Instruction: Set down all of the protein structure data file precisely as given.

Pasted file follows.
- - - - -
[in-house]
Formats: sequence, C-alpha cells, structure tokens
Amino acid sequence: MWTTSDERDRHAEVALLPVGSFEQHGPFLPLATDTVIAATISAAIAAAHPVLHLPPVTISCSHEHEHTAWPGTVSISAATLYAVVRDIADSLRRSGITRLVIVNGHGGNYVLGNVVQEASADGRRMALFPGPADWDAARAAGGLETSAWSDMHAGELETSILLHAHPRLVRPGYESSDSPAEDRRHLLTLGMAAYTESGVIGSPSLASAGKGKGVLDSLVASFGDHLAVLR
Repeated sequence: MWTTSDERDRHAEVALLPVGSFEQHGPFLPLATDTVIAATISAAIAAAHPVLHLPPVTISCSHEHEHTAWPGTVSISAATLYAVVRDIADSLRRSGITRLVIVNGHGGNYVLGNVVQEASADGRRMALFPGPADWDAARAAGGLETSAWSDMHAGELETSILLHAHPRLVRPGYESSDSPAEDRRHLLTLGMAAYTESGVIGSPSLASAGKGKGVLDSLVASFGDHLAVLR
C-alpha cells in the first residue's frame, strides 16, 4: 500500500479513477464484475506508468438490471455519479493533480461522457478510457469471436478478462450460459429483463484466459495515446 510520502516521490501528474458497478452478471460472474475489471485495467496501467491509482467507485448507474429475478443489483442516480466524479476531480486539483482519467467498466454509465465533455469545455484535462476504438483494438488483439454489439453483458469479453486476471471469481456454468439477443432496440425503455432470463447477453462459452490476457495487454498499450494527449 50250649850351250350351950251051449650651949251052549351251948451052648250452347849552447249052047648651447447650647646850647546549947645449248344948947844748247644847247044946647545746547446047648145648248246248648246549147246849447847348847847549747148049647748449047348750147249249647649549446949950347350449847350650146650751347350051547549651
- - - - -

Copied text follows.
[in-house]
Formats: sequence, C-alpha cells, structure tokens
Amino acid sequence: MWTTSDERDRHAEVALLPVGSFEQHGPFLPLATDTVIAATISAAIAAAHPVLHLPPVTISCSHEHEHTAWPGTVSISAATLYAVVRDIADSLRRSGITRLVIVNGHGGNYVLGNVVQEASADGRRMALFPGPADWDAARAAGGLETSAWSDMHAGELETSILLHAHPRLVRPGYESSDSPAEDRRHLLTLGMAAYTESGVIGSPSLASAGKGKGVLDSLVASFGDHLAVLR
Repeated sequence: MWTTSDERDRHAEVALLPVGSFEQHGPFLPLATDTVIAATISAAIAAAHPVLHLPPVTISCSHEHEHTAWPGTVSISAATLYAVVRDIADSLRRSGITRLVIVNGHGGNYVLGNVVQEASADGRRMALFPGPADWDAARAAGGLETSAWSDMHAGELETSILLHAHPRLVRPGYESSDSPAEDRRHLLTLGMAAYTESGVIGSPSLASAGKGKGVLDSLVASFGDHLAVLR
C-alpha cells in the first residue's frame, strides 16, 4: 500500500479513477464484475506508468438490471455519479493533480461522457478510457469471436478478462450460459429483463484466459495515446 510520502516521490501528474458497478452478471460472474475489471485495467496501467491509482467507485448507474429475478443489483442516480466524479476531480486539483482519467467498466454509465465533455469545455484535462476504438483494438488483439454489439453483458469479453486476471471469481456454468439477443432496440425503455432470463447477453462459452490476457495487454498499450494527449 50250649850351250350351950251051449650651949251052549351251948451052648250452347849552447249052047648651447447650647646850647546549947645449248344948947844748247644847247044946647545746547446047648145648248246248648246549147246849447847348847847549747148049647748449047348750147249249647649549446949950347350449847350650146650751347350051547549651